[EDITOR'S NOTE: These items have not been previously republished elsewhere. They are included in this collection because of their potential to be the work of Clemens and are deserving of further research and consideration. In the first item the "Lucky Outcropper" referred to is poet James Linen.]
The Country Paper says that a Californian poet by the name of Linen, some of whose "beautiful poems" made their first appearance in the "stately march of numbers" corner of that journal, has been the recipient of a testimonial "square meal" at the Astor House, New York. The little Call also ventilates intelligence to the same effect and further states that Linen is one of the forlorn brood of Outcroppers; and on referring to the volume we find that his "pow is unco bauld" on the last page. From both of the papers certifying thereto, it is not entirely improbable but Linen may really have been made the recipient of so extraordinary an honor as is the one that is indicated; nevertheless, it is barely possible that the Call and Flag have concerted to rid the country of the remaining "Outcroppers" neck and crop, by concocting this nice little story about one of their number having been tendered the high and much to be desired boon of a square meal, in New York. As we hear that they are all intending to leave by the next steamer, we'll drop a timely word of caution: don't all go at once -- let only one or two venture on the strength of what the Call and Flag have said; if they find that the story is true, and succeed in striking gratuitous grub -- then 'fore Heaven, let the hegira take place; for, verily, it so seemeth, that with poets as with prophets, they must go abroad if they would be honored, and enjoy the felicity of grubbing at a nabobian hotel.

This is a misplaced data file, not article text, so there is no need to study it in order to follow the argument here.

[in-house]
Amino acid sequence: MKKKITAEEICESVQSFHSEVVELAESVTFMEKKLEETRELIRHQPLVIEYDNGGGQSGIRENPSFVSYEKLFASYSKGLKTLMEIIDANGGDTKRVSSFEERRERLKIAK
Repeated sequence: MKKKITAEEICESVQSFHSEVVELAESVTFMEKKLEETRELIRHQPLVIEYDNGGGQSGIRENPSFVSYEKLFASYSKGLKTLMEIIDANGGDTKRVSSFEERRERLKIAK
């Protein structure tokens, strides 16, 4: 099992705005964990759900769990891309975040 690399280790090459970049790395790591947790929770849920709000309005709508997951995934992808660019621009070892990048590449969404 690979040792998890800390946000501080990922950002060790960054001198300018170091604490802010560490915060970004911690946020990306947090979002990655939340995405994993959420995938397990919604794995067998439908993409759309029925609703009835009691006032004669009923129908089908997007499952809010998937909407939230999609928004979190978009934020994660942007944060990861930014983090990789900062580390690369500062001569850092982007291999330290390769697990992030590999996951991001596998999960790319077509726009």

We are gratified to observe that real estate is decidedly looking up in San Francisco. Notwithstanding the sinister prophecies of Sacramento, Stockton and other provincial papers, it is evident that the general confidence in the stability and prosperity of San Francisco has not been materially shaken by the big earthquake. People still go on buying homesteads, putting up improvements, and erecting costly edifices just as if they were fully persuaded that this metropolis was going to last for several years longer. Auction sales of real estate are well attended; the bidding is lively, and lots bring high prices. This is undoubtedly a very discouraging condition of things to the Sacramentans, Stocktonians, Oaklanders, and others who have been cherishing the pleasing and pious hope that San Francisco was bound to "go under," and that such a consummation would forthwith raise their several and respective one-horse villages to the rank of "great commercial emporiums." It is discouraging and melancholy -- but then it is the frozen fact, and we can't help it.
[transcribed from microfilm]
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